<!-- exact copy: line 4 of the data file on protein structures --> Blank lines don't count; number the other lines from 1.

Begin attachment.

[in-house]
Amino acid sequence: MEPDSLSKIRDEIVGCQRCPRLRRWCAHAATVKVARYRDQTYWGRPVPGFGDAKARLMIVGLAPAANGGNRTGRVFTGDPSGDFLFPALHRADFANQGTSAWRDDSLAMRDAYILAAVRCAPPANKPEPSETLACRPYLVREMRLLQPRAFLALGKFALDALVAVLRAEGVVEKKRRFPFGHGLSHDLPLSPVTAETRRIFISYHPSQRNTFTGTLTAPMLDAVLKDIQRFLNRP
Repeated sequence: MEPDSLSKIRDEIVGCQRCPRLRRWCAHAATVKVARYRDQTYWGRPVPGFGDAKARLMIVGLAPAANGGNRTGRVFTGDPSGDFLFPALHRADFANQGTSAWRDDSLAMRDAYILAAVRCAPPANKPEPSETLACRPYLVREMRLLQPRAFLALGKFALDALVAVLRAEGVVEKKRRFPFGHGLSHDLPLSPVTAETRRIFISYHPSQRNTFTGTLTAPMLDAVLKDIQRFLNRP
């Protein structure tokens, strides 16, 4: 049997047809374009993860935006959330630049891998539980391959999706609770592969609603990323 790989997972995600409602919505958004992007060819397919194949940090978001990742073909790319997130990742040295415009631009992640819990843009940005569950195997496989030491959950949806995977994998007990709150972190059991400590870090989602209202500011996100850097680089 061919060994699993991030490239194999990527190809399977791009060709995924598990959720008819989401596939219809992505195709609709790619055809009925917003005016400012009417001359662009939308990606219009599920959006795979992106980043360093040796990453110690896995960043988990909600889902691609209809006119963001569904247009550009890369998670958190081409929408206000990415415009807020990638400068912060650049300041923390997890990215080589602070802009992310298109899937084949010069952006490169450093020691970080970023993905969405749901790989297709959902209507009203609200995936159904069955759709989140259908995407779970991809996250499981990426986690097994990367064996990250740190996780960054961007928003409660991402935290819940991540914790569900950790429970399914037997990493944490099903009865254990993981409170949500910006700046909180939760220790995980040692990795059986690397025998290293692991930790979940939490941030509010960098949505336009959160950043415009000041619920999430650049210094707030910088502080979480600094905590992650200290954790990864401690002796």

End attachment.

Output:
């Protein structure tokens, strides 16, 4: 049997047809374009993860935006959330630049891998539980391959999706609770592969609603990323 790989997972995600409602919505958004992007060819397919194949940090978001990742073909790319997130990742040295415009631009992640819990843009940005569950195997496989030491959950949806995977994998007990709150972190059991400590870090989602209202500011996100850097680089 061919060994699993991030490239194999990527190809399977791009060709995924598990959720008819989401596939219809992505195709609709790619055809009925917003005016400012009417001359662009939308990606219009599920959006795979992106980043360093040796990453110690896995960043988990909600889902691609209809006119963001569904247009550009890369998670958190081409929408206000990415415009807020990638400068912060650049300041923390997890990215080589602070802009992310298109899937084949010069952006490169450093020691970080970023993905969405749901790989297709959902209507009203609200995936159904069955759709989140259908995407779970991809996250499981990426986690097994990367064996990250740190996780960054961007928003409660991402935290819940991540914790569900950790429970399914037997990493944490099903009865254990993981409170949500910006700046909180939760220790995980040692990795059986690397025998290293692991930790979940939490941030509010960098949505336009959160950043415009000041619920999430650049210094707030910088502080979480600094905590992650200290954790990864401690002796």